13 Tips and Ideas for Celebrating National Indigenous Peoples Day in Your School
Written by: Sissy Thiessen, Resiliency Coordinator, Ever Active Schools
Every year on June 21, schools all across the nation take the opportunity to celebrate Indigenous culture, history and contributions for National Indigenous Peoples Day. A way that many schools commemorate this special day is by hosting school-wide activities and celebrations. Many Alberta school jurisdictions have specific departmental support for Indigenous (First Nations, Métis and Inuit) students and Indigenous content across the district, so be sure to connect with your district to see what supports are offered. Whether this is your first year hosting such celebrations, or you’re a seasoned school event manager looking for new ideas, the following information is for you!
Before you can get started with your planning, it’s important to note that all of the following tips can be enacted on all other days of the school year! For a more comprehensive list of how to honour Indigenous people, culture and traditions every day in your school, see pages 16-17 of this Healthy Schools Alberta Magazine article. For information on any unfamiliar terms in this document, as well as a connection to an Elder or Knowledge Keeper, consult your district Indigenous support department or local Alberta Native Friendship Centre.
Consult an Elder or Knowledge Keeper: This is critical to ensure all your activities are culturally and territorially appropriate, as well as to provide opening prayers, activities or teachings. Prior to the event, protocol should be presented to these keepers of knowledge*.
Honour Student Voice: Form a leadership group that plans Indigenous-focused events and initiatives, as well as conducts land acknowledgements.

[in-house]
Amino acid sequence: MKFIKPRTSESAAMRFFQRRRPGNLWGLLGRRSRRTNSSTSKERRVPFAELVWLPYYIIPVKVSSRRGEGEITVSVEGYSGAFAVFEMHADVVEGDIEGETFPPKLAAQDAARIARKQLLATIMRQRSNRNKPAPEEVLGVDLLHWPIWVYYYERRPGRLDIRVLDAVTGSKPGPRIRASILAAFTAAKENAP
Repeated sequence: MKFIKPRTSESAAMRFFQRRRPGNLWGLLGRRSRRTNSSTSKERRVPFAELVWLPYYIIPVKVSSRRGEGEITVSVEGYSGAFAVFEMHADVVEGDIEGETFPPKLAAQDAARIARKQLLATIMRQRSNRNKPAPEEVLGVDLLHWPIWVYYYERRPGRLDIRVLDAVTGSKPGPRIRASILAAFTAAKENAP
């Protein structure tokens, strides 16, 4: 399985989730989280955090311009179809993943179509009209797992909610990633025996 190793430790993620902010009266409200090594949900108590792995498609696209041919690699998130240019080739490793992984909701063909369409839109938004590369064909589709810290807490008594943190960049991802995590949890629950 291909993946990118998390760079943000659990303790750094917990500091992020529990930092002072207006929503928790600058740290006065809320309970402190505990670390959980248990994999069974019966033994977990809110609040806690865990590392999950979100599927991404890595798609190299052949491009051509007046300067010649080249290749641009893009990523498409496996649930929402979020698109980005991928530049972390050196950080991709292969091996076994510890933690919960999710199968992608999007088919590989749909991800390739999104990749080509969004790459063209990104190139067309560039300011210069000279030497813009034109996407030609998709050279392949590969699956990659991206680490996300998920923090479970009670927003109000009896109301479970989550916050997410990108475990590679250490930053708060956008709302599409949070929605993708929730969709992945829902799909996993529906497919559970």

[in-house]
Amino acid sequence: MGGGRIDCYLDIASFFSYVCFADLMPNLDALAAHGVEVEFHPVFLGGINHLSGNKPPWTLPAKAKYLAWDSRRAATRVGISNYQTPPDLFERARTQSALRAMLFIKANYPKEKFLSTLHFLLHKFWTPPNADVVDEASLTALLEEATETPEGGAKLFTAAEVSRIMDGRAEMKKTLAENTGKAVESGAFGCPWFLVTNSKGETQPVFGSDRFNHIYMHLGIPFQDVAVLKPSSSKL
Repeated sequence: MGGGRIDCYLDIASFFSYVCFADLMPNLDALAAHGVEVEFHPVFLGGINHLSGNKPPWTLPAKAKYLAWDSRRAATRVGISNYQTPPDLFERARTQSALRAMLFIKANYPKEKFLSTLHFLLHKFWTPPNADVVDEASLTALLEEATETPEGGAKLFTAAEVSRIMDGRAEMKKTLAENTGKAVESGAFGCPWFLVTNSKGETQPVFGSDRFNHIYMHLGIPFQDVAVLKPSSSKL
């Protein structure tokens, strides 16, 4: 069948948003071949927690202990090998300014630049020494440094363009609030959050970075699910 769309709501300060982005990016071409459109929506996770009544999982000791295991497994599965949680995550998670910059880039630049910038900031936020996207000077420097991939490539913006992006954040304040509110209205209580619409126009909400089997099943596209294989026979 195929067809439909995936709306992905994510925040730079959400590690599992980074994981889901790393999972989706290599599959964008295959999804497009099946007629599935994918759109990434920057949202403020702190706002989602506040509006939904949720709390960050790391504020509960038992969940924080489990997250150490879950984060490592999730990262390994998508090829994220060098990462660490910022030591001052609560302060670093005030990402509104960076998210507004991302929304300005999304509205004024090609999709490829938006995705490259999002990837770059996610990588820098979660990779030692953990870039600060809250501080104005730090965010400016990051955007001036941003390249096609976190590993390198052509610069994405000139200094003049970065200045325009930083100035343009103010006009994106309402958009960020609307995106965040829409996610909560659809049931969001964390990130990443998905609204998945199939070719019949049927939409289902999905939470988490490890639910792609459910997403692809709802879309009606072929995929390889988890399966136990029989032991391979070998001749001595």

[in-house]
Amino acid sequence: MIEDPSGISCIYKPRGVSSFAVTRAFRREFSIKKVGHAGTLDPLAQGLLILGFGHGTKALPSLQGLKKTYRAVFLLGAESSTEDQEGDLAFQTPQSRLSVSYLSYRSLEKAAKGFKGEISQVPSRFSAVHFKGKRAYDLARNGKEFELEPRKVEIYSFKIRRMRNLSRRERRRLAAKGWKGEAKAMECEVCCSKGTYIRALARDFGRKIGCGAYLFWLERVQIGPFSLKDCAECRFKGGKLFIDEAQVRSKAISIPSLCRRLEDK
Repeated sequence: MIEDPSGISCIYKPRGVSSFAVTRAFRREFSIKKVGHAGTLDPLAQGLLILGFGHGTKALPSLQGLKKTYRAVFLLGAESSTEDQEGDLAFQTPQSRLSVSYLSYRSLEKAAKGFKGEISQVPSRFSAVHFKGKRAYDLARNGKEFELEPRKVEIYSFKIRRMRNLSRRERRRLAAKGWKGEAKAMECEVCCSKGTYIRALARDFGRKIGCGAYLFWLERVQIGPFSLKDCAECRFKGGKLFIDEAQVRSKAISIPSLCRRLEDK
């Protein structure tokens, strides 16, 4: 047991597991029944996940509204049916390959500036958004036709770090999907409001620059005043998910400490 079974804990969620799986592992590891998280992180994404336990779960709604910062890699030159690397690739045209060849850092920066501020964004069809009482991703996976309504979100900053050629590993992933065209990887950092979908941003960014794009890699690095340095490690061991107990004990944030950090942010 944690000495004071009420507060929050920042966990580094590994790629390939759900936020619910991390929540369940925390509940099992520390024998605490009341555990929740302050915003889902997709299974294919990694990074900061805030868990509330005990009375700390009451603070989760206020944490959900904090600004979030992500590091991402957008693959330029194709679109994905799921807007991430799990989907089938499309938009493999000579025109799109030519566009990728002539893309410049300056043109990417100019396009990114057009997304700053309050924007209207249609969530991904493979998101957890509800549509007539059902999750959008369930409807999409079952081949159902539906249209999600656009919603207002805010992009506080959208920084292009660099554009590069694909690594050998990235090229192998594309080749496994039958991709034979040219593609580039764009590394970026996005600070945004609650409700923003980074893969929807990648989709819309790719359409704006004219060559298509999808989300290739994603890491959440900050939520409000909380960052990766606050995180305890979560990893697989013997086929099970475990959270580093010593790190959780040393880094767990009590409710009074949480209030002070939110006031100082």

Make It a Week-Long Event: Allocate individual days to showcase Métis, First Nations and Inuit cultures. Activities could include raising a tipi, making bannock, learning how to jig or throat sing, hosting dancers, performers or playing traditional games.
Have a Fire: Use or make a fire pit to bake bannock on a stick, have an Elder or Knowledge Keeper share stories, read a book or make a craft.
Let Your Students Shine: Give stage, announcement, bulletin board or gallery space to your First Nations, Métis and Inuit artists, musicians, speakers, writers, dancers or other student performers.
Create Collaboration: Create space and structure for Indigenous and non-Indigenous students to gather, plan and participate in intercultural exchanges.
Host a Celebrity: National Indigenous Peoples Day is a great day to invite Indigenous role models such as authors, artists, athletes and performers into your school.
Make it Indigenous-Themed: Consult a local Elder, Knowledge Keeper and/or your district Indigenous support department to include traditional language, history, dance, stories, arts and crafts into all subject lessons.
Host A Family Event: Plan and invite families to a school-hosted round dances, feasts, mini Pow Wow or other event.
Have a Flagstaff Ceremony: Invite an Elder and leader from a nearby Indigenous community to create and raise a traditional flagstaff to mount alongside the provincial and national flags.
Introduce A Ceremony Space: Make space and create a policy for smudging indoors, have medicine available onsite and arrange for an Elder or Knowledge Keeper to visit regularly.
Take A Trip: Take students on a field trip to a local Indigenous community or centre to participate in one of the various National Indigenous Peoples Day events taking place across the country and province.
Rock Your Supportive Swag: Make sure to put on t-shirts, pins, buttons, ribbons and other wearable awareness items, both on National Indigenous Peoples Day and for other important campaigns throughout the year such as Orange Shirt Day, The ReDress Project, Traditional Anti-Bullying and the Moose Hide Campaign.
Comment below and let us know how you’re planning to celebrate!
* An offering of sacred medicine, primarily tobacco, to honour the ceremonial sharing of prayer, knowledge & wisdom from Elders or Knowledge Keepers. Typically presented before the prayer or event, along with an honorarium. The formal style of the tobacco offering vary depending on the Elder, Indigenous nation or territory. To know which style to offer, such as non-patterned broadcloth and loose tobacco in many Cree communities, consult the individual Elder or Knowledge-Keeper, the nation of which they descend or your district Indigenous department to help connect you.